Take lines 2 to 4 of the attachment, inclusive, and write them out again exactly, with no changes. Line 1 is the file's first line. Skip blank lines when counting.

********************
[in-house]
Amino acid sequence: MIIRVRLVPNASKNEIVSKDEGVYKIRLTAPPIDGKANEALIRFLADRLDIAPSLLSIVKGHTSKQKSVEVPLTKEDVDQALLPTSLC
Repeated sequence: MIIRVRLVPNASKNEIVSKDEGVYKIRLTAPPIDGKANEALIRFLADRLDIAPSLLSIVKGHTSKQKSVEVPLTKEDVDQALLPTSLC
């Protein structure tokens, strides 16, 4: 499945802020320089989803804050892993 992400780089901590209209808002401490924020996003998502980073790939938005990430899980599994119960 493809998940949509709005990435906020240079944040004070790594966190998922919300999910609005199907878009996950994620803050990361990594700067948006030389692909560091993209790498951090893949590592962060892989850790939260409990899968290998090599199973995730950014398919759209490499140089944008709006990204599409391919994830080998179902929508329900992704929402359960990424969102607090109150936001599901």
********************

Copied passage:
Amino acid sequence: MIIRVRLVPNASKNEIVSKDEGVYKIRLTAPPIDGKANEALIRFLADRLDIAPSLLSIVKGHTSKQKSVEVPLTKEDVDQALLPTSLC
Repeated sequence: MIIRVRLVPNASKNEIVSKDEGVYKIRLTAPPIDGKANEALIRFLADRLDIAPSLLSIVKGHTSKQKSVEVPLTKEDVDQALLPTSLC
């Protein structure tokens, strides 16, 4: 499945802020320089989803804050892993 992400780089901590209209808002401490924020996003998502980073790939938005990430899980599994119960 493809998940949509709005990435906020240079944040004070790594966190998922919300999910609005199907878009996950994620803050990361990594700067948006030389692909560091993209790498951090893949590592962060892989850790939260409990899968290998090599199973995730950014398919759209490499140089944008709006990204599409391919994830080998179902929508329900992704929402359960990424969102607090109150936001599901």